Funding universal health care
BIZLINKS - Rey Gamboa (The Philippine Star) - June 11, 2019 - 12:00am

With probability that the President will soon sign the proposed measure to raise taxes on tobacco products without changes as approved by Congress, we will be seeing taxes on the retail prices of cigarettes to gradually increase to P60 by 2023.

At the 11th hour before the 17th Congress adjourned sine die last week, Senate Bill 2233 passed after the House agreed to adopt the new tax schedule without changes, thus doing away with bicameral sessions and paving the way for its transmittal to the Office of the President.

The proposed law’s rushed journey comes with pressure from the passage of the Universal Health Care (UHC) Act by the President last Feb. 20.

While Filipinos, especially the poor, would consider the health care law as a landmark accomplishment of the Duterte administration, the cost of delivery will not come cheap.

Over the next five years starting in 2020, the UHC will need an aggregate state funding of P1.437 trillion, starting at P257.5 billion on its first year and gradually rising to P319.4 billion in 2024. 

The available money, originally coming only from the Philippine Amusement and Gaming Corporation, Philippine Charity Sweepstakes Office, and the PhilHealth budget, will not be enough to fund the UHC during the first five years, and will resulted in an accumulated deficit of more than P400 billion.

For the Department of Health (DOH), the shortfall needs be filled up by additional taxes on sin products, particularly cigarettes, which is considered as one of the biggest contributors to a number of debilitating and deadly lifestyle illnesses that the government’s health services spend on.

Finding the right numbers

As in any tax initiative, one of the more important considerations will be the sustainability of a new or additional tax. When legislative discussions started during the 17th Congress, the DOH was batting for a P90 increase, which was about three times higher than current levels.

The World Health Organization, one of the supporters of higher sin taxes, supported this view, saying that taxes should at least be 70 percent of retail prices. The National Tax Research Council, whose opinion eventually prevailed, was for a gradual rise in taxes to P60 per pack.

Next year, when the new tobacco taxes are put into effect, retail prices will be at least P100 per pack, which would still be much lower than the selling price in a number of ASEAN countries, and just a fraction in many developed countries that adopt taxation as a measure to discourage tobacco use.

This should allow our government officials to relax that the additional taxes will not be far off the paper projections, and thus focus on ensuring efficient tax collections and disbursement to enable all of our countrymen to enjoy better health services.

‘Risks’ and responses

Cigarette manufacturers, understandably, have been warning of the risks of new taxes. Aside from raising the possibility of displacement of tobacco farmers, loss of jobs, and lost income by retailers, they warn also of the rise in smuggling.

The bureaucracy seems to be bent on finding money to fund an expected shortfall in its new national health care program. As Finance Secretary Sonny Domingo retorted, crop diversification funds will be made available for tobacco farmers affected by decreasing demand for cigarettes.

More importantly, the finance secretary assured that the government will find other sources of funding for the universal health care program in later years should tax collections from sin products not be enough.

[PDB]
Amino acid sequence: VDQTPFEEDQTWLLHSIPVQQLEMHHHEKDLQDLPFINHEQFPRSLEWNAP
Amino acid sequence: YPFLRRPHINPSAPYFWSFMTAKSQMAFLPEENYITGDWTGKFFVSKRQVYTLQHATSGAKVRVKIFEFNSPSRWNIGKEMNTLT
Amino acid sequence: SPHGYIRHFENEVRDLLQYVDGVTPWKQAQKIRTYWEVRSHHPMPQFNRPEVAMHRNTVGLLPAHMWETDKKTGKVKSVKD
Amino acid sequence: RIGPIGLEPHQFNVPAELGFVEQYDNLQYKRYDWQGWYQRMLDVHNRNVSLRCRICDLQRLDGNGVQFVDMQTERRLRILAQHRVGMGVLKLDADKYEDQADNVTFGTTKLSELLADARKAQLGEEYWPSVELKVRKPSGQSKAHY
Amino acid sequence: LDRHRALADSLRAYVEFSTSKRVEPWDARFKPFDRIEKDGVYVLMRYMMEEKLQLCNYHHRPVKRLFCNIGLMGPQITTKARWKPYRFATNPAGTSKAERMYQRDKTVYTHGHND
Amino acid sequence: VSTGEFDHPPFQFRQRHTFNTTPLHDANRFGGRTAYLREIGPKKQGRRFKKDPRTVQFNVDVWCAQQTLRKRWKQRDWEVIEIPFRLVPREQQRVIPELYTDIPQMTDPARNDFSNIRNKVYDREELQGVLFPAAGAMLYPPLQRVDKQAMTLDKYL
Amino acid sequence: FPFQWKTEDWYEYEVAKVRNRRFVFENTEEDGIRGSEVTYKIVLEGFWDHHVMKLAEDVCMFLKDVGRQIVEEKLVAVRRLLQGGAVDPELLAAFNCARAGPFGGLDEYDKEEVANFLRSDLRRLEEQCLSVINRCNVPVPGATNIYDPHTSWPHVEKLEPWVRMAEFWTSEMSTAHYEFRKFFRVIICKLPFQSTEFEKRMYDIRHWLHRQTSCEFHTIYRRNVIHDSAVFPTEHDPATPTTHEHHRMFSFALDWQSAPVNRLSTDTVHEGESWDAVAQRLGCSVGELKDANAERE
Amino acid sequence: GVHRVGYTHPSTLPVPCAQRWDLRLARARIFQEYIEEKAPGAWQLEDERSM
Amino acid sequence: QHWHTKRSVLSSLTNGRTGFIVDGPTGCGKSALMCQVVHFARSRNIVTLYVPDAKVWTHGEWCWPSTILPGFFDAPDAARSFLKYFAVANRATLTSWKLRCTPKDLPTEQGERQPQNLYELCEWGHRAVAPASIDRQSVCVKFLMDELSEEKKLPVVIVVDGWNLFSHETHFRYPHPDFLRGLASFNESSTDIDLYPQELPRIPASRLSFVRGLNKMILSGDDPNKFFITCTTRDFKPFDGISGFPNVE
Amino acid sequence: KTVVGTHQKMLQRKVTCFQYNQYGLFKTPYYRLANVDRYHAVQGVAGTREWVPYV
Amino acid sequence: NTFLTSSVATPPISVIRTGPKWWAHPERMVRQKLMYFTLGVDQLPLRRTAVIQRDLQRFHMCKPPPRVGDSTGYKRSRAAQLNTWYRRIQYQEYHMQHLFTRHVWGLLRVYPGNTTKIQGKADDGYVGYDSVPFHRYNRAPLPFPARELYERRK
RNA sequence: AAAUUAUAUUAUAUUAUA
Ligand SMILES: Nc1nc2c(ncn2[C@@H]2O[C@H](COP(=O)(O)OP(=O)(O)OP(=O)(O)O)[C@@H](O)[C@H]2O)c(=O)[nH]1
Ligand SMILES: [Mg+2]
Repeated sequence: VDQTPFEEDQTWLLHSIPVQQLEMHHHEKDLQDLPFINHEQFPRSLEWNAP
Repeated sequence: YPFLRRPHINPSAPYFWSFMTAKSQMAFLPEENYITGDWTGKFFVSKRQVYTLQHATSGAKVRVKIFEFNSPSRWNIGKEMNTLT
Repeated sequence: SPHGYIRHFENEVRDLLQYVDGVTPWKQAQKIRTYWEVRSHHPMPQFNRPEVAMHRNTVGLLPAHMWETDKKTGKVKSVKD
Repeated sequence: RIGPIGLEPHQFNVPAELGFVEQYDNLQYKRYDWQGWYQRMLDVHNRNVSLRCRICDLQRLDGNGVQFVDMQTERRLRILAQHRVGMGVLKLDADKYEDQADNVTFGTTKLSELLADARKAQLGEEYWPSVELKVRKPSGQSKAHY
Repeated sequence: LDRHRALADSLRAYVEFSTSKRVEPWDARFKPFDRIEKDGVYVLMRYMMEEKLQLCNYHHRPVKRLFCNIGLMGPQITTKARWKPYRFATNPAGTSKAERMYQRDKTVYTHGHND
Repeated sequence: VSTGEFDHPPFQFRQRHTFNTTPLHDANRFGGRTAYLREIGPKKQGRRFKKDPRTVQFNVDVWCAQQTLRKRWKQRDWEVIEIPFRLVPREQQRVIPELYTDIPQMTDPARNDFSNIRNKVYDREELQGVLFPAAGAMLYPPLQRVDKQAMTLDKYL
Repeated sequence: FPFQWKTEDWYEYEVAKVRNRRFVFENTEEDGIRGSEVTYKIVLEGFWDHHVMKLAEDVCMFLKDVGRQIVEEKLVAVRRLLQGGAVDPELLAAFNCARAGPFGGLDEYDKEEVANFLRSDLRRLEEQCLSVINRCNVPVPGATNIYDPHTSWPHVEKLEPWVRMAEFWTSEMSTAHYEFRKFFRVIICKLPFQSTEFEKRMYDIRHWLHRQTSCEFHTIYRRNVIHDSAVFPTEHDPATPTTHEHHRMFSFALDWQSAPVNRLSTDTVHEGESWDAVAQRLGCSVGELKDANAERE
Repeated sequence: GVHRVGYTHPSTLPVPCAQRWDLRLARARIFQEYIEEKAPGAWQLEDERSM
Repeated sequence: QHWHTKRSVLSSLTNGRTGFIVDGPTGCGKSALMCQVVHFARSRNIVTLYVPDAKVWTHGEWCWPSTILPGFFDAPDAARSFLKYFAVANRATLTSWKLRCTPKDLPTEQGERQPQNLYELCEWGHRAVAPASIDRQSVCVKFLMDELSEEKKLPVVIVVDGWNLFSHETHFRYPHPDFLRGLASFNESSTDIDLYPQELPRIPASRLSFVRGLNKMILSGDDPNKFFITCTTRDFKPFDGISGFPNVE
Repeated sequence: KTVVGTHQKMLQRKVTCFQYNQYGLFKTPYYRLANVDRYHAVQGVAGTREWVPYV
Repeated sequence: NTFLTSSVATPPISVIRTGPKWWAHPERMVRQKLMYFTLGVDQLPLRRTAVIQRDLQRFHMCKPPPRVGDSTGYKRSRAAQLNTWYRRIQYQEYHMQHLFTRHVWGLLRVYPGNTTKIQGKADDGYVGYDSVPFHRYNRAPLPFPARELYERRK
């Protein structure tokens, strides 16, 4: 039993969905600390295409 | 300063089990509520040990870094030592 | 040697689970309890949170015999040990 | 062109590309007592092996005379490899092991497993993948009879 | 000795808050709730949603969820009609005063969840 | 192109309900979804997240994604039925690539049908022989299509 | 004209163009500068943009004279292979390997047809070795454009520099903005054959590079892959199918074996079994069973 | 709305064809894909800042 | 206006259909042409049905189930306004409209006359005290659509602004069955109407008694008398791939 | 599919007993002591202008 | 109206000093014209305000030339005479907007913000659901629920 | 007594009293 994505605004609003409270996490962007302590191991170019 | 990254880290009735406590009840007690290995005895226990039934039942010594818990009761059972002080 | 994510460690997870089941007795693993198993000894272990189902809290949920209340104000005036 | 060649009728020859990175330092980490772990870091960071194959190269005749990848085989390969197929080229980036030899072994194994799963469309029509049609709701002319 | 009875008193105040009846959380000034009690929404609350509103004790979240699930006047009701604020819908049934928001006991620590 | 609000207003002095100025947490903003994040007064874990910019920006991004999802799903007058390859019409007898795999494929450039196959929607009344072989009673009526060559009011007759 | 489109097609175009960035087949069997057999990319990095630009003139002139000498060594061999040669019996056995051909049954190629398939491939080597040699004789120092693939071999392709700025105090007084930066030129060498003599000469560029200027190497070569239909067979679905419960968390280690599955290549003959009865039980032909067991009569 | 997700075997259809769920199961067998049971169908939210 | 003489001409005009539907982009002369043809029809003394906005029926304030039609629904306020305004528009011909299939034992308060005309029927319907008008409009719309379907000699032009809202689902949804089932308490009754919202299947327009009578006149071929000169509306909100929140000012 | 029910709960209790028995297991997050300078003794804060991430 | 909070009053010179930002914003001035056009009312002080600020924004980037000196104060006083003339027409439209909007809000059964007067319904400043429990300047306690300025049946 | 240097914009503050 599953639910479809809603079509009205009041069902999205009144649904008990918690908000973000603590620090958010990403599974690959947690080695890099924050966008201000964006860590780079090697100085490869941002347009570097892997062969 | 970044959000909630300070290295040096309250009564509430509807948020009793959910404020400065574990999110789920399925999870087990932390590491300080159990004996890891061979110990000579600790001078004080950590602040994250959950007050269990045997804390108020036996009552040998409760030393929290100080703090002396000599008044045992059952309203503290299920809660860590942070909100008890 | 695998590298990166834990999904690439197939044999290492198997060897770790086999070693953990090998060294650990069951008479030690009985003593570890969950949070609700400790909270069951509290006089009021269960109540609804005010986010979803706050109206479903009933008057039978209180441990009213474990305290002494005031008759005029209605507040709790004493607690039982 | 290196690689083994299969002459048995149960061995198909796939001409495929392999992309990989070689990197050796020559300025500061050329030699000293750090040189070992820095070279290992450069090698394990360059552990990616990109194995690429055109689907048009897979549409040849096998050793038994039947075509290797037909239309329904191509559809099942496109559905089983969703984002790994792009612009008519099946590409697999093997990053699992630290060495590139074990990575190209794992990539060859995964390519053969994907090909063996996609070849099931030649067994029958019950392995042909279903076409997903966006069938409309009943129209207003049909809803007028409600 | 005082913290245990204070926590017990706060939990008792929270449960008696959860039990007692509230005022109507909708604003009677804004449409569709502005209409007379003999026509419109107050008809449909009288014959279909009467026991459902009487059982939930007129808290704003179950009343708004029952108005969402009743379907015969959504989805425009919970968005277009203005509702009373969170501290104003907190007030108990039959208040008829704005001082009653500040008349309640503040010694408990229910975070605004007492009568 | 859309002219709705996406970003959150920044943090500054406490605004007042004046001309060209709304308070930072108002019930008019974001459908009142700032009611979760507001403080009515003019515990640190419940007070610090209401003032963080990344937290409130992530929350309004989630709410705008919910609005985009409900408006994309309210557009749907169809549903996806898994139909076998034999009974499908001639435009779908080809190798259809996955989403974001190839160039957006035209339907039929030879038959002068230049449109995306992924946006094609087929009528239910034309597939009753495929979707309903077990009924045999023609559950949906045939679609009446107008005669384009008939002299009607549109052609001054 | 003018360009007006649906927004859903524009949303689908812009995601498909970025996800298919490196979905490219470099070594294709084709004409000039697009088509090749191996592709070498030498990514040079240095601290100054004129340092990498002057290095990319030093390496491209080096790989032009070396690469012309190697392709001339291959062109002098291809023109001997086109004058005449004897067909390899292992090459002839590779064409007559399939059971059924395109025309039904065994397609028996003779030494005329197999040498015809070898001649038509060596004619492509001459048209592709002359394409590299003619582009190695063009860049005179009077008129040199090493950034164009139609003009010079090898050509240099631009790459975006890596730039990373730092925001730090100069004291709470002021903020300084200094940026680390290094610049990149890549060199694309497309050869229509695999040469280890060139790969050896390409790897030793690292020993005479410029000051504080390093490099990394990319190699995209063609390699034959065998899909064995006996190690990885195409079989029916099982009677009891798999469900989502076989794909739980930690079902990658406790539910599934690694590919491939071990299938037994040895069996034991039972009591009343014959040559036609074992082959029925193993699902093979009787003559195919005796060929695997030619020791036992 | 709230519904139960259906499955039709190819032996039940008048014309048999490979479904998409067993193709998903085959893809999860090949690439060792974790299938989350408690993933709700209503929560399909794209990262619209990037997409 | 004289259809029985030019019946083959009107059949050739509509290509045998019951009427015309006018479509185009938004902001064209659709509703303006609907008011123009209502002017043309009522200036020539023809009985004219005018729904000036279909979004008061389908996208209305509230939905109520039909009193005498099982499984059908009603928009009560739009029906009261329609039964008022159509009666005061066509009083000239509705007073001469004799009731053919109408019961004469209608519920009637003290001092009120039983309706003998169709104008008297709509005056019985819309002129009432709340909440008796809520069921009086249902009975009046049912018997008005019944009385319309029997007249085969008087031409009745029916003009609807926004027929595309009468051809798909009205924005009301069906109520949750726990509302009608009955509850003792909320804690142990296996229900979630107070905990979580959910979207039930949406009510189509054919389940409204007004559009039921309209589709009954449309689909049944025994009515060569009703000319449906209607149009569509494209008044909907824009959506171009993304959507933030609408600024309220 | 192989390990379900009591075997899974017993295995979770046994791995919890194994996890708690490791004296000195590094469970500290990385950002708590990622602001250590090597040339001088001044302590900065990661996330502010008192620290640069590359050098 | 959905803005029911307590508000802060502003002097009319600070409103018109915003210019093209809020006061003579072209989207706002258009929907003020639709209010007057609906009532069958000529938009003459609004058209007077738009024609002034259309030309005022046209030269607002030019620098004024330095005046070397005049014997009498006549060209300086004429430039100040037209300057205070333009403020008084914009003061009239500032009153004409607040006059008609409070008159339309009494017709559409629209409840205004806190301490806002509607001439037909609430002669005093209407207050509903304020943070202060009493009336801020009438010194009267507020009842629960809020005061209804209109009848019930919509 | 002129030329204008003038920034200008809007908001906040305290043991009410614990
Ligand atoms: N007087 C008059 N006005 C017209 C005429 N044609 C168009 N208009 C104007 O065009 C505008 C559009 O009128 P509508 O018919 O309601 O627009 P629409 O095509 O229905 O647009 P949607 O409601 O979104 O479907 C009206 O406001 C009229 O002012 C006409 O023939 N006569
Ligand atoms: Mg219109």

As for the possibility of increased smuggling, our appropriate government agencies should continue to improve their capabilities to guard against cigarette products that are locally sold without having been properly taxed.

There will be attempts to illegally bring in products just to avoid taxation. Smuggling is a rich source of corruption money and it can creep into various levels of government entities involved with implementation of laws aimed at curbing the illegal activity.

All, from the lowest level of coast guards and officers patrolling our shores, customs inspectors and documentation clerks at ports of entry, up to the head of the agencies concerned, are vulnerable targets of smuggling syndicates.

This is an area where a government bent on “killing” corruption should focus on.


What bears more watching in the case of high retail prices of cigarettes in the local market is the threat of other substitutes, such as synthetic drugs, that could become more attractive in lieu of cigarette smoking.

The rise of synthetic opioids – like fentanyl, which is cheap and easy to produce, easy to carry and distribute, highly addictive, and very lethal – should be seriously dealt with.

Reforming a sick health care system

New tobacco taxes, as well as possible higher taxes on spirits and alcoholic beverages, only underscores our health officials’ concern to keep its citizens healthy, productive, and fit to contribute towards a more robust economic growth.

The UHC Law, when fully implemented next year, should bring welcome reforms to our health system that has been sick for the longest time. Filipinos, especially those who cannot afford to pay for doctor’s fees and other basic health services, can be at ease.

The new health care law should provide major reforms that will address the current fragmented system that resulted with grassroots health care devolved to local governments, many of which were unable to respond due to lack of funds.

As mentioned earlier, the UHC Law will not come cheap for a developing economy like ours. The ball is now in the court of our health executives who must ensure that every single centavo of taxpayers’ money will be spent on truly improving the health of the nation.

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